Yes, you are right. Your husband (or whoever the primary bread winner is) doesn’t understand. The simple fact is, that he can’t possibly understand – because he is not experiencing life in your shoes. Nor are you experiencing life in his shoes.
It took me a long time to figure this one out. Maybe others out there cotton on to things faster than I do! Being the primary carer of a special needs child is not only hard work, but it can be very lonely. Especially when the one person who is meant to be your key support doesn’t understand what it is like to be “you”.
It is wonderful to be able to be there with your child every step of the way, to help them learn and grow. Don’t get me wrong, I love that I can stay home and be a full time mummy to my son. My days consist of watching Harry play (AKA taking mental notes of things he likes, dislikes, and any new interests or skills so I can relay them to his therapists), playing with him (AKA at home speech, OT and phsyio programmes incorporated into play), taking him to therapist appointments, taking him to doctor appointments, attending playgroup (with other special needs children), attending mothers group (“normal” kids), counting and recording how many seizures he has in a day, and attending various other appointments. The difficulty with this is that my days are completely focussed on Harry, and most relate to therapy of some description. He is constantly either doing some sort of “special needs” therapy, or socialising in “special needs” circles – and when he is with “normally developing children” it is blatantly obvious that he is miles behind them in all aspects of development. So, when I get upset and my husband tells me to “stop comparing Harry” and “stop focussing on his disabilities”, I say “you don’t understand”. And he doesn’t. He can’t possibly.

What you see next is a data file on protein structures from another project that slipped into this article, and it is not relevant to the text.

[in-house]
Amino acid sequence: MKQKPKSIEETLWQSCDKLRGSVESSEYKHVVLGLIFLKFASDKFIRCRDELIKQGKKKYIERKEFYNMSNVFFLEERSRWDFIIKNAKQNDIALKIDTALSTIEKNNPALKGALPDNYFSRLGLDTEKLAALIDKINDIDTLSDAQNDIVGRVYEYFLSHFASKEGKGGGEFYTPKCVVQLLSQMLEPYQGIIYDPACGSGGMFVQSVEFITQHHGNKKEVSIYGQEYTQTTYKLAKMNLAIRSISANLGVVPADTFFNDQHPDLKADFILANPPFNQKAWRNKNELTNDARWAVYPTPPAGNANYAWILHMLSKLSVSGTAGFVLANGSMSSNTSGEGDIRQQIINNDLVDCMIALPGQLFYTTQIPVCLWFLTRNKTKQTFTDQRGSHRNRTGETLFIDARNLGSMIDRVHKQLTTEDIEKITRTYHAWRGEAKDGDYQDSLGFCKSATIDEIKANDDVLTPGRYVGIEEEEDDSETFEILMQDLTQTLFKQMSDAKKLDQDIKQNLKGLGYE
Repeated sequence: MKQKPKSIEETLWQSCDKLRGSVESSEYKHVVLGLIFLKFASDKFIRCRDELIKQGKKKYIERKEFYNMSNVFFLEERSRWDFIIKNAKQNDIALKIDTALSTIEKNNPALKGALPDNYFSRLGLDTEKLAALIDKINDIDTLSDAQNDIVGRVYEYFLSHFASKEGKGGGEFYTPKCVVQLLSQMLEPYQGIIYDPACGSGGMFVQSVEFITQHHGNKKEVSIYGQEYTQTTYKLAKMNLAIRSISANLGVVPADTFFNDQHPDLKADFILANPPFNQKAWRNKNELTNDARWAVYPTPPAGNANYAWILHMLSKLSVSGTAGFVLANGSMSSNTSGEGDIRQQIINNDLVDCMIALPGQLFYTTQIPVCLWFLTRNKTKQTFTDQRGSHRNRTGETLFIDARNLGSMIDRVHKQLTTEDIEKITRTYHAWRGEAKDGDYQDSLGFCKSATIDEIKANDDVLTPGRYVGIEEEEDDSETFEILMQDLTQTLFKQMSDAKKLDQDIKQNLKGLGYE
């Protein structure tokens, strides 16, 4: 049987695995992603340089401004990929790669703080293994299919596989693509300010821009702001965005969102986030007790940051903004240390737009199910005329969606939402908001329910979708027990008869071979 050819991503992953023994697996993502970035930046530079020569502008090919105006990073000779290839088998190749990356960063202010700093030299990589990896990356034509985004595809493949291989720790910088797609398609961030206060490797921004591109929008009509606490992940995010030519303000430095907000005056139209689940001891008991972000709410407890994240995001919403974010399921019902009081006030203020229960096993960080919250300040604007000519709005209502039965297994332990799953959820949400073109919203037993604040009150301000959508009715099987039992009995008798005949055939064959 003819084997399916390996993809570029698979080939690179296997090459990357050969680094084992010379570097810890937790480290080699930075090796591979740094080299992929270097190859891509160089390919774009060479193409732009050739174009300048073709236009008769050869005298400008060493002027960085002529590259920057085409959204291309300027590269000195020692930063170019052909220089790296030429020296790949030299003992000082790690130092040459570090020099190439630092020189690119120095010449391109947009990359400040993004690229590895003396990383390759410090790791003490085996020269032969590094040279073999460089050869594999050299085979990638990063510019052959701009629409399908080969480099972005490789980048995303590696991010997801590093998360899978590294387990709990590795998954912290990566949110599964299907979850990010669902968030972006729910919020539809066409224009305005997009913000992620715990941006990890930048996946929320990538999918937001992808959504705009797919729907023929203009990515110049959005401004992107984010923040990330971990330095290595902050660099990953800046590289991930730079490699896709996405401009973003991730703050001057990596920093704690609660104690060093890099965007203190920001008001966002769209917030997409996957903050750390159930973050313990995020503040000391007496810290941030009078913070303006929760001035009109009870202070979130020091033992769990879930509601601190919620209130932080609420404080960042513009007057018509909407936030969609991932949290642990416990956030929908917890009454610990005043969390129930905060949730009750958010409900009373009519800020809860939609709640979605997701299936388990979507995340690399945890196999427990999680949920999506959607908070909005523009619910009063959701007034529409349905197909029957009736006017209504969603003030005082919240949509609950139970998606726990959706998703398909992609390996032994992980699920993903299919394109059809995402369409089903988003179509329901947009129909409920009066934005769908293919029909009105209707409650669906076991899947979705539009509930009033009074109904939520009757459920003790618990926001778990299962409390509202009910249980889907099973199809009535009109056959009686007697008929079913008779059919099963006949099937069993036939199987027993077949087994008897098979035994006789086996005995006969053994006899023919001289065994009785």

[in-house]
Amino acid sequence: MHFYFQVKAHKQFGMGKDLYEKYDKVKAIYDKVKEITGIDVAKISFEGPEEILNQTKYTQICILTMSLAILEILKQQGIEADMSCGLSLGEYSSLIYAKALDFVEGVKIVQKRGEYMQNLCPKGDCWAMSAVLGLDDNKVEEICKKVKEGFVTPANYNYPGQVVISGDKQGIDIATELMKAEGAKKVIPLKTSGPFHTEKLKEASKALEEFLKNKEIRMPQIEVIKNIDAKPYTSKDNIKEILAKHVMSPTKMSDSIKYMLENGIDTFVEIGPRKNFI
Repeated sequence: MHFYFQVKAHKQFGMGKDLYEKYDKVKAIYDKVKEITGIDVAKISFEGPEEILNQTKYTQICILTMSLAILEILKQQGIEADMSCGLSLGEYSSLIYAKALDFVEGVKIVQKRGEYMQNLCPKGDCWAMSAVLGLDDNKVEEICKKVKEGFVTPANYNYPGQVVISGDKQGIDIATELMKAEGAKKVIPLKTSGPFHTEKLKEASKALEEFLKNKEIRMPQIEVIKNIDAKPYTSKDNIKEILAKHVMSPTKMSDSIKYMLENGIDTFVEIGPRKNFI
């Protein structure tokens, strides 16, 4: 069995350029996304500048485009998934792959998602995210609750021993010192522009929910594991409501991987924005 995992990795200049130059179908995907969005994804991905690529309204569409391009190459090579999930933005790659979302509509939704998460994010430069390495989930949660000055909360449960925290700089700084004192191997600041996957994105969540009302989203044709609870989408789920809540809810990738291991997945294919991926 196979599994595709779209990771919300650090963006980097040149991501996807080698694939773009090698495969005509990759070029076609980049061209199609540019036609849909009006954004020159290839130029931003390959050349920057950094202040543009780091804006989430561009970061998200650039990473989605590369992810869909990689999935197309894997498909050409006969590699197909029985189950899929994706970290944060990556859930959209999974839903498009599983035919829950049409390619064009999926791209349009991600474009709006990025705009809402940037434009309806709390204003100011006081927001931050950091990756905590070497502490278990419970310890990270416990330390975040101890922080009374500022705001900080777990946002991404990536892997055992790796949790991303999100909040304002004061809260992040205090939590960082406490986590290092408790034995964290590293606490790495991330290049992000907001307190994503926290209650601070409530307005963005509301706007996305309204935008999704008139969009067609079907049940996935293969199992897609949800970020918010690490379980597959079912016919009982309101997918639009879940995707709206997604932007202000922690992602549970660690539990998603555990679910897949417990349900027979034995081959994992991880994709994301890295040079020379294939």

“If you have a tray of pink cupcakes and one green cupcake – seeing or noticing that one is green is not “comparing” it to the rest, it is green, and the others are pink. It is an observation, and you cannot “pretend” that the green one is pink.”
Having your main support person, who as the other parent in the family you would expect to be going through the same thing as you, not understand why you are upset or what you are going through, can leave you feeling completely alone. It can also make you question yourself – am I going crazy, am I too negative, am I focussing on things too much…?? Other than a complete role reversal, there is not an easy fix to this problem – explain to your husband why you feel the way you do, he doesn’t have to experience it, or even understand it, just being aware of how you feel is a good start. Once you start to understand that it is not his fault that he doesn’t feel the same way as you, or have to endure the hard parts of your day, while you won’t suddenly stop feeling alone, you will eventually stop blaming him for not understanding, and that is a great place to start.
It must be remembered that your husband is also playing an important part in your, and your child’s life. He is going to work every day to earn the money – and money is a necessity! He may miss out on seeing your child’s first steps, or hearing the first word. It may be more difficult for him to develop a close relationship, and when your child cries and only wants “Mummy”, surely that too is heartbreaking.